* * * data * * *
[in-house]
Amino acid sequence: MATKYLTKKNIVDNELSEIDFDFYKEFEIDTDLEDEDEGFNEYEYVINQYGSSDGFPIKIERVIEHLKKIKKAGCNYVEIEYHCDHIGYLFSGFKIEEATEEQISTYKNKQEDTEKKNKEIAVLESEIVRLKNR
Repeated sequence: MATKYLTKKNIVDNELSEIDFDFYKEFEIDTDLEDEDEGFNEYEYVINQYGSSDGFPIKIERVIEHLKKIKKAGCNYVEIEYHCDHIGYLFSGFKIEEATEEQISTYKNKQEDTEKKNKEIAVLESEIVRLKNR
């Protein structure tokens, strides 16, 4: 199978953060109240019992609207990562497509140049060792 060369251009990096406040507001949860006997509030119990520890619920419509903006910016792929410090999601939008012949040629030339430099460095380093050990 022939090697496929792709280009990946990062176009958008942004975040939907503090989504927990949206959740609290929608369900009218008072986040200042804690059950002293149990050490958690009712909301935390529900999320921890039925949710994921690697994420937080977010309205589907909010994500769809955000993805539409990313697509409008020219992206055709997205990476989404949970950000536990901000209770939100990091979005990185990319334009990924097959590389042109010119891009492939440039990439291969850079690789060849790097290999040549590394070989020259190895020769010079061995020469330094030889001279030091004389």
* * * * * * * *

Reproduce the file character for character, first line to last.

[in-house]
Amino acid sequence: MATKYLTKKNIVDNELSEIDFDFYKEFEIDTDLEDEDEGFNEYEYVINQYGSSDGFPIKIERVIEHLKKIKKAGCNYVEIEYHCDHIGYLFSGFKIEEATEEQISTYKNKQEDTEKKNKEIAVLESEIVRLKNR
Repeated sequence: MATKYLTKKNIVDNELSEIDFDFYKEFEIDTDLEDEDEGFNEYEYVINQYGSSDGFPIKIERVIEHLKKIKKAGCNYVEIEYHCDHIGYLFSGFKIEEATEEQISTYKNKQEDTEKKNKEIAVLESEIVRLKNR
């Protein structure tokens, strides 16, 4: 199978953060109240019992609207990562497509140049060792 060369251009990096406040507001949860006997509030119990520890619920419509903006910016792929410090999601939008012949040629030339430099460095380093050990 022939090697496929792709280009990946990062176009958008942004975040939907503090989504927990949206959740609290929608369900009218008072986040200042804690059950002293149990050490958690009712909301935390529900999320921890039925949710994921690697994420937080977010309205589907909010994500769809955000993805539409990313697509409008020219992206055709997205990476989404949970950000536990901000209770939100990091979005990185990319334009990924097959590389042109010119891009492939440039990439291969850079690789060849790097290999040549590394070989020259190895020769010079061995020469330094030889001279030091004389």